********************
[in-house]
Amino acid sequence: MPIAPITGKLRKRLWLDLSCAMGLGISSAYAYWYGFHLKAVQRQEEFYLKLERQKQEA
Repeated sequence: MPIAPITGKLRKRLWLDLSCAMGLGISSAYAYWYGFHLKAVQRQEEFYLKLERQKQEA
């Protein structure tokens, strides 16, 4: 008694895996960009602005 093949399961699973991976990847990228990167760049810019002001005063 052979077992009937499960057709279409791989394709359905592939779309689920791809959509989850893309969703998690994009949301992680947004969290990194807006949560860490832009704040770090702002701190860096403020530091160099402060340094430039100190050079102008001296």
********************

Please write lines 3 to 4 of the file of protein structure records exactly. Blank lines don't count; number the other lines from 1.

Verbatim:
Repeated sequence: MPIAPITGKLRKRLWLDLSCAMGLGISSAYAYWYGFHLKAVQRQEEFYLKLERQKQEA
């Protein structure tokens, strides 16, 4: 008694895996960009602005 093949399961699973991976990847990228990167760049810019002001005063 052979077992009937499960057709279409791989394709359905592939779309689920791809959509989850893309969703998690994009949301992680947004969290990194807006949560860490832009704040770090702002701190860096403020530091160099402060340094430039100190050079102008001296």